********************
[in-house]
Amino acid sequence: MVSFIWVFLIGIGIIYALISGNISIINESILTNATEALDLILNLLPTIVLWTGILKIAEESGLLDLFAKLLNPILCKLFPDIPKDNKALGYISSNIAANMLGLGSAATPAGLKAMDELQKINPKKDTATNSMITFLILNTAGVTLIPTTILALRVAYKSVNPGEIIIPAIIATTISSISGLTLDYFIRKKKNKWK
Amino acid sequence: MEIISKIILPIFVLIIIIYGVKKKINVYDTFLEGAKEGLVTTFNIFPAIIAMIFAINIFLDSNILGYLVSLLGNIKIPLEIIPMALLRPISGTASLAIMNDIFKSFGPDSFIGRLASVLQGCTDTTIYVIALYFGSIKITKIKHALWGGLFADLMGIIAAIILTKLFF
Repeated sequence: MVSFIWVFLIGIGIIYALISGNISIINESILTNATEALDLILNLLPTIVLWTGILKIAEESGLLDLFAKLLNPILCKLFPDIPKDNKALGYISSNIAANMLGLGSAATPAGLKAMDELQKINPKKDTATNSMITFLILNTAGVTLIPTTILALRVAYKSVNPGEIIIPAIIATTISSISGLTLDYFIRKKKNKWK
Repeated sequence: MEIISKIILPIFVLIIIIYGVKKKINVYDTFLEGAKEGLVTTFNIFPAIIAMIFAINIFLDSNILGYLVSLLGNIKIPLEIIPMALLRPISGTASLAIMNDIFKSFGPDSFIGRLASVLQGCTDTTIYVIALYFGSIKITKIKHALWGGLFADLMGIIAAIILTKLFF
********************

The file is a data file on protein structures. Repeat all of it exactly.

[in-house]
Amino acid sequence: MVSFIWVFLIGIGIIYALISGNISIINESILTNATEALDLILNLLPTIVLWTGILKIAEESGLLDLFAKLLNPILCKLFPDIPKDNKALGYISSNIAANMLGLGSAATPAGLKAMDELQKINPKKDTATNSMITFLILNTAGVTLIPTTILALRVAYKSVNPGEIIIPAIIATTISSISGLTLDYFIRKKKNKWK
Amino acid sequence: MEIISKIILPIFVLIIIIYGVKKKINVYDTFLEGAKEGLVTTFNIFPAIIAMIFAINIFLDSNILGYLVSLLGNIKIPLEIIPMALLRPISGTASLAIMNDIFKSFGPDSFIGRLASVLQGCTDTTIYVIALYFGSIKITKIKHALWGGLFADLMGIIAAIILTKLFF
Repeated sequence: MVSFIWVFLIGIGIIYALISGNISIINESILTNATEALDLILNLLPTIVLWTGILKIAEESGLLDLFAKLLNPILCKLFPDIPKDNKALGYISSNIAANMLGLGSAATPAGLKAMDELQKINPKKDTATNSMITFLILNTAGVTLIPTTILALRVAYKSVNPGEIIIPAIIATTISSISGLTLDYFIRKKKNKWK
Repeated sequence: MEIISKIILPIFVLIIIIYGVKKKINVYDTFLEGAKEGLVTTFNIFPAIIAMIFAINIFLDSNILGYLVSLLGNIKIPLEIIPMALLRPISGTASLAIMNDIFKSFGPDSFIGRLASVLQGCTDTTIYVIALYFGSIKITKIKHALWGGLFADLMGIIAAIILTKLFF